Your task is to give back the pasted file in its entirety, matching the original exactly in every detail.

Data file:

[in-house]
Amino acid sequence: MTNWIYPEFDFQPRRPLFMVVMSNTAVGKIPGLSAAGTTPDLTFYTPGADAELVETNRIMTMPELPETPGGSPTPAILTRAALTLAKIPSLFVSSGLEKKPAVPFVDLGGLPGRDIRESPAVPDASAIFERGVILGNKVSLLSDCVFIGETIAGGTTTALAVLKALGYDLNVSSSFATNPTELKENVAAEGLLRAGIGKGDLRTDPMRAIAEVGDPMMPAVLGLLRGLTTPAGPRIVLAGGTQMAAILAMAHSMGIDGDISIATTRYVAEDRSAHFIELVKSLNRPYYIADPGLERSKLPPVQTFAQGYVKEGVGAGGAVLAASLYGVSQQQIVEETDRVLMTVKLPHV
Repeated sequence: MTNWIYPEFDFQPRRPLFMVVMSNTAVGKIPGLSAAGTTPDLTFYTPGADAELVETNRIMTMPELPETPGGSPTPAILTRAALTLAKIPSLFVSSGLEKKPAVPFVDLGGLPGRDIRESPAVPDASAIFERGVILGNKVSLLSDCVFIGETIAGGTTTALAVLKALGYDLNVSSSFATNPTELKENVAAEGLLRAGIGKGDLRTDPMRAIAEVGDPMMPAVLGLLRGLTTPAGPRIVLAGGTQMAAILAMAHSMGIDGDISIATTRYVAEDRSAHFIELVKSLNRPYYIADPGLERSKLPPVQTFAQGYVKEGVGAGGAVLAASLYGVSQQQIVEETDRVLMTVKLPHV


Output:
[in-house]
Amino acid sequence: MTNWIYPEFDFQPRRPLFMVVMSNTAVGKIPGLSAAGTTPDLTFYTPGADAELVETNRIMTMPELPETPGGSPTPAILTRAALTLAKIPSLFVSSGLEKKPAVPFVDLGGLPGRDIRESPAVPDASAIFERGVILGNKVSLLSDCVFIGETIAGGTTTALAVLKALGYDLNVSSSFATNPTELKENVAAEGLLRAGIGKGDLRTDPMRAIAEVGDPMMPAVLGLLRGLTTPAGPRIVLAGGTQMAAILAMAHSMGIDGDISIATTRYVAEDRSAHFIELVKSLNRPYYIADPGLERSKLPPVQTFAQGYVKEGVGAGGAVLAASLYGVSQQQIVEETDRVLMTVKLPHV
Repeated sequence: MTNWIYPEFDFQPRRPLFMVVMSNTAVGKIPGLSAAGTTPDLTFYTPGADAELVETNRIMTMPELPETPGGSPTPAILTRAALTLAKIPSLFVSSGLEKKPAVPFVDLGGLPGRDIRESPAVPDASAIFERGVILGNKVSLLSDCVFIGETIAGGTTTALAVLKALGYDLNVSSSFATNPTELKENVAAEGLLRAGIGKGDLRTDPMRAIAEVGDPMMPAVLGLLRGLTTPAGPRIVLAGGTQMAAILAMAHSMGIDGDISIATTRYVAEDRSAHFIELVKSLNRPYYIADPGLERSKLPPVQTFAQGYVKEGVGAGGAVLAASLYGVSQQQIVEETDRVLMTVKLPHV